In this May 1944 photo provided by Yad Vashem Photo Archives, Jewish women and children deported from Hungary, separated from the men, line up for selection on the selection platform at Auschwitz camp in Birkenau, in Nazi-occupied Poland. Johann “Hans” Breyer, 87, of Philadelphia admits he was a guard at Auschwitz, but says he was never in Auschwitz-Birkenau, the part of the death camp used as a killing machine for Jews. World-War II-era documents obtained by The Associated Press indicate otherwise. Those files are now in the hands of German authorities, and could provide the legal basis for charging Breyer as an accessory to the murder of hundreds of thousands of Jews in the Nazi death camp. (AP Photo/Yad Vashem Photo Archives)
Former Nazi concentration camp guard Nikolaus Schiffer, 83, arrives in Bucharest, Tuesday May 21, 2002 deported from the United States for allegedly lying on a petition for naturalization. Schiffer, born in Philadelphia but raised in Romania, was a member of the German Waffen SS, an elite branch of Adolf Hitler's army during World War II. Court records show that he served in four Nazi concentration camps as part of his duties. (AP Photo/Marian Iliescu-Jurnalul National)
Jonas Stelmokas, 82, left, and his lawyer John Manos leave immigration court in Philadelphia Thursday, April 23, 1998. Stelmokas, a retired Pennsylvania architect accused of helping the Nazis massacre thousands of Jews, was ordered deported by an immigration judge who angrily denounced him for covering up his past. (AP Photo/Dan Loh)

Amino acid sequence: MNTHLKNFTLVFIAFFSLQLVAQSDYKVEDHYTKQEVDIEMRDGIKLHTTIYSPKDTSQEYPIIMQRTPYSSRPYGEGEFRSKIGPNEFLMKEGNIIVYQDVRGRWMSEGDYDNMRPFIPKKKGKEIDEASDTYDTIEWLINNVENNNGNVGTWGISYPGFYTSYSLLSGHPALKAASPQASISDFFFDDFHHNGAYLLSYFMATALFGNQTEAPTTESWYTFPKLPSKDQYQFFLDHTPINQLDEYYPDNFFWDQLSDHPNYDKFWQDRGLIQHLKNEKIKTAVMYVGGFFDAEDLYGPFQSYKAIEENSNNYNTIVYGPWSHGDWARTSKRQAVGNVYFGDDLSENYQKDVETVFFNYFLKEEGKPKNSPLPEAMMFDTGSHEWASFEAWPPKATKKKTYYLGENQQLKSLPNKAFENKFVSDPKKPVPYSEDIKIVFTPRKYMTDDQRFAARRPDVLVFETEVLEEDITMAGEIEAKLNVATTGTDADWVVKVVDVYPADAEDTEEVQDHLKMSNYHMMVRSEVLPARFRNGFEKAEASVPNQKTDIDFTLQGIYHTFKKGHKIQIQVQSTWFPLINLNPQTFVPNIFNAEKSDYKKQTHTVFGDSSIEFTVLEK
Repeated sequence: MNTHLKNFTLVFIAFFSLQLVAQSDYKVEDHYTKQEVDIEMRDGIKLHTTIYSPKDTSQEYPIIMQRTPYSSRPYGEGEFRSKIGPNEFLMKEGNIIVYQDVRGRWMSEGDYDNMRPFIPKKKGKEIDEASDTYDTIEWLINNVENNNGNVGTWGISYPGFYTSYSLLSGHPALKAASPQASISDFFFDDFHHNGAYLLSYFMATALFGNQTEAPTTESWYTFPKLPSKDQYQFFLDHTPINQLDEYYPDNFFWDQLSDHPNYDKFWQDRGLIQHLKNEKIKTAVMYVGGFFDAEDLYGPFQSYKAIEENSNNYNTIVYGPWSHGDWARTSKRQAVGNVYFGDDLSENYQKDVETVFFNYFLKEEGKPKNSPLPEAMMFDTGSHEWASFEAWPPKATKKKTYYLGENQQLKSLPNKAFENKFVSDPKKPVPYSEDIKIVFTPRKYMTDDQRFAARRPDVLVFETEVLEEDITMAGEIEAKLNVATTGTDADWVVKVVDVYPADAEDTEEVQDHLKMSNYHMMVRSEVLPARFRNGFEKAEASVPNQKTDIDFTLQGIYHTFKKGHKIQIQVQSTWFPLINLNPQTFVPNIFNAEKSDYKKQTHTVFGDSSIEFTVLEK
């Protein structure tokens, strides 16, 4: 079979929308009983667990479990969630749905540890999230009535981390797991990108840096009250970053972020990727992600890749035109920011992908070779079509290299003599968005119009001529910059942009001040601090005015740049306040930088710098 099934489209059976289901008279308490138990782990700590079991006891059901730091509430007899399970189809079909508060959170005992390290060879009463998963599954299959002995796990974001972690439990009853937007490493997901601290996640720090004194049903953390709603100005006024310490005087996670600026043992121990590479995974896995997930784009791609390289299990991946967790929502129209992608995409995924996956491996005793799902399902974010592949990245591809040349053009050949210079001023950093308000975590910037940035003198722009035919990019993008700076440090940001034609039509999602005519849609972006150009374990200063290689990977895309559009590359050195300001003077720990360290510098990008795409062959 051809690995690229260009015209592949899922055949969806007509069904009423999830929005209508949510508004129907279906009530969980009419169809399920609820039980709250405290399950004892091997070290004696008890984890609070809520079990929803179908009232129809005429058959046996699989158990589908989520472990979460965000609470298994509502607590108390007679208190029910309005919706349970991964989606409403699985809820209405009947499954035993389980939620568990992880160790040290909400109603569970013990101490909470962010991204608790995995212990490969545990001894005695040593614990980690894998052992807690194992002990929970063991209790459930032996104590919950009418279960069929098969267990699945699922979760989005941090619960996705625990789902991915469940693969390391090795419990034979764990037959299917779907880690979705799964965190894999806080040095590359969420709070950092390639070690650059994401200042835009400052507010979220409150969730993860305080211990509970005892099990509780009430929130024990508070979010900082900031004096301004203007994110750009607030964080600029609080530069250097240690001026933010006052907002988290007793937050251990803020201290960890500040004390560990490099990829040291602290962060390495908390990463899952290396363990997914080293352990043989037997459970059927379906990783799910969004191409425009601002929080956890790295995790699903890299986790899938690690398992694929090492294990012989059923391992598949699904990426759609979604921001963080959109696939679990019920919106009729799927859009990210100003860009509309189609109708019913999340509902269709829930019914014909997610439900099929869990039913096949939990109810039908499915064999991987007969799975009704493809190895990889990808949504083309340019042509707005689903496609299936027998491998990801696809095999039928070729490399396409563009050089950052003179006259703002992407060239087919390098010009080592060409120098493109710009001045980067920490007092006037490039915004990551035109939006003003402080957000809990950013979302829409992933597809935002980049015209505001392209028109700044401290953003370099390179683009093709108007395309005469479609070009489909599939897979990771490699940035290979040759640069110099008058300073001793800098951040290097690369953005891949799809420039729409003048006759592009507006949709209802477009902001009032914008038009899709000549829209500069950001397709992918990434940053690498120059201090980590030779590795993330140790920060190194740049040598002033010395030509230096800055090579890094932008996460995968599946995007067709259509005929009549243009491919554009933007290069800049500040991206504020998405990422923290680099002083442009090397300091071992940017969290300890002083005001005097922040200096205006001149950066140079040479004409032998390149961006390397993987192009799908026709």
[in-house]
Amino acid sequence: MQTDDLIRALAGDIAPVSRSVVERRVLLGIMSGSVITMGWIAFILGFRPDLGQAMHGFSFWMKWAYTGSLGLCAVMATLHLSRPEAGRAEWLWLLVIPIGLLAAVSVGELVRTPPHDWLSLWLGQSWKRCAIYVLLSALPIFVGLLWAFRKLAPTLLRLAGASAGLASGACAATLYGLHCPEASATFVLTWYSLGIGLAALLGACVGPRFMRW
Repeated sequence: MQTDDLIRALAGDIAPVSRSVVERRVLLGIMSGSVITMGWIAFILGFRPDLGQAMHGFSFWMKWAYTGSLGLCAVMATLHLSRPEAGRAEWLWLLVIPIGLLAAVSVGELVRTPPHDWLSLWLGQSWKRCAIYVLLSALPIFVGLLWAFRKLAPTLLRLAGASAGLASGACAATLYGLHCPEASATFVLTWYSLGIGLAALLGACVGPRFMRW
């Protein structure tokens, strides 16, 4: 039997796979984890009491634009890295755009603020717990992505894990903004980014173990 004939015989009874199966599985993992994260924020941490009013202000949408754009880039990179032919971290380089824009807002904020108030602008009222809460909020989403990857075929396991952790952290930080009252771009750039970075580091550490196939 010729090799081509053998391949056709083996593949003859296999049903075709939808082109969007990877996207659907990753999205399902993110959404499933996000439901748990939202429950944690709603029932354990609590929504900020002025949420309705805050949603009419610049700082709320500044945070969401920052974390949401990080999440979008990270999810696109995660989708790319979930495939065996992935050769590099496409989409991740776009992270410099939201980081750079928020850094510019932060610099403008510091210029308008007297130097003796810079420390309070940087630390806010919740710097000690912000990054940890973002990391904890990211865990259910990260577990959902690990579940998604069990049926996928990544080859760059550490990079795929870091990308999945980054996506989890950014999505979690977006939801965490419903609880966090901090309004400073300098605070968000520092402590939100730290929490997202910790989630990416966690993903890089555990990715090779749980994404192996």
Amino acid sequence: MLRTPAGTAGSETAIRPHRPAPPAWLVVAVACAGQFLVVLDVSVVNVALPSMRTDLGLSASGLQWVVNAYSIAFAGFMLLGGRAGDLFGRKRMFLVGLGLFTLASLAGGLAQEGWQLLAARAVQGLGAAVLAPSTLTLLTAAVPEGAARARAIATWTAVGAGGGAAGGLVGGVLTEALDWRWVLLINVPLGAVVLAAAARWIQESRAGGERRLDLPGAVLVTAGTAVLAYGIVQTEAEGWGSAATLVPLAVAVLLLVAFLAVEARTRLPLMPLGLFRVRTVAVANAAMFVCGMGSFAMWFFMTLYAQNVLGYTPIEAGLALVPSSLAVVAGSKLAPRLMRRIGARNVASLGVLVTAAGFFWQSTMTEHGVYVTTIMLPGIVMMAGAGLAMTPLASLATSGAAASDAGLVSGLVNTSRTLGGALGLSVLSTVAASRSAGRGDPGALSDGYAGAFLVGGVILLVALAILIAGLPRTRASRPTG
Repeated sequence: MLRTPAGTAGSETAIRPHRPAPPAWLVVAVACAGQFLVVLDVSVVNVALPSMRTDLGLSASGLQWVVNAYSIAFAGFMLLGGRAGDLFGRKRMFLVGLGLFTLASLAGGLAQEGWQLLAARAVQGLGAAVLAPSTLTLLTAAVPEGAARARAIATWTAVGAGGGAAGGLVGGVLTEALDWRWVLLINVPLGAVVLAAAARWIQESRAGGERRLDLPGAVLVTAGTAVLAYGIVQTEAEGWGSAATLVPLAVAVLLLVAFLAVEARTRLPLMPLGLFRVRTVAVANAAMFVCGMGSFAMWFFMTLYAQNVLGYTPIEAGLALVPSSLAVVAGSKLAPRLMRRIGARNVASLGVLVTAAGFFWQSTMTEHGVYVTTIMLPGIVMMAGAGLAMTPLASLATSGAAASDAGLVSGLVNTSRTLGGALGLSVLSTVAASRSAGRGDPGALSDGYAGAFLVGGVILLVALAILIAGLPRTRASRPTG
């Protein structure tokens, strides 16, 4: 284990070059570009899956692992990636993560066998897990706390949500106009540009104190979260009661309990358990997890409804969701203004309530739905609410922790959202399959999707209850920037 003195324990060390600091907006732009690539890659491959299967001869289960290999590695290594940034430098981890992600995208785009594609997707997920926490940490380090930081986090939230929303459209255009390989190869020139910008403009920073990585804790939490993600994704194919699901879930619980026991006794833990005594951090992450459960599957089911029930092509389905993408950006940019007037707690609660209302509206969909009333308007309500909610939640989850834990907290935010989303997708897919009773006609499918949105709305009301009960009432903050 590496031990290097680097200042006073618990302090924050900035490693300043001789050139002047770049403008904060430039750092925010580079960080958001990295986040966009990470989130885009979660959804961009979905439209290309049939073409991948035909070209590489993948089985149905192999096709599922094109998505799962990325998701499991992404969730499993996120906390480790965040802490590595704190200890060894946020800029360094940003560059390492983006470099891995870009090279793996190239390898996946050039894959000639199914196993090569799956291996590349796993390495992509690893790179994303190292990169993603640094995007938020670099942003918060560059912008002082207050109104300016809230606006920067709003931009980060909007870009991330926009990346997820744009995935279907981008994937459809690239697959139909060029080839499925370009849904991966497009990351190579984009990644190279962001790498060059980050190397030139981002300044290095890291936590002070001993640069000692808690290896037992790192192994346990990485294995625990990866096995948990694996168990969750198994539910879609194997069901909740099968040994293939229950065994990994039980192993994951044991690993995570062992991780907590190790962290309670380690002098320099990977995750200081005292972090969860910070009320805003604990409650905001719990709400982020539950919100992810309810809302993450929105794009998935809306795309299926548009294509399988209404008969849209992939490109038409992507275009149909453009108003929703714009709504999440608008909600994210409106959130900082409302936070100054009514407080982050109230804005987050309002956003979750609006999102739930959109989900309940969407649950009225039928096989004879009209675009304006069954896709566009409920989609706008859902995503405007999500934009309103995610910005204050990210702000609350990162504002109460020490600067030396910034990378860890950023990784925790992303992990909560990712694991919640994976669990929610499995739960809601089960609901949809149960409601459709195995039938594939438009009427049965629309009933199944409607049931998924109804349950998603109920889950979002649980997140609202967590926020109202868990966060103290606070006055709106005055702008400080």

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By KATHY MATHESON
Associated Press

PHILADELPHIA (AP) -- An 89-year-old Philadelphia man was ordered held without bail Wednesday on a German arrest warrant charging him with aiding and abetting the killing of 216,000 Jewish men, women and children while he was a guard at the Auschwitz death camp.

The man, retired toolmaker Johann "Hans" Breyer, was arrested by U.S. authorities Tuesday night. Breyer spent the night in custody and appeared frail during a detention hearing in federal court, wearing an olive green prison jumpsuit and carrying a cane.

Legal filings unsealed Wednesday in the U.S. indicate the district court in Weiden, Germany, issued a warrant for Breyer's arrest the day before, charging him with 158 counts of complicity in the commission of murder.

Each count represents a trainload of Nazi prisoners from Hungary, Germany and Czechoslovakia who were killed at Auschwitz-Birkenau between May 1944 and October 1944, the documents said.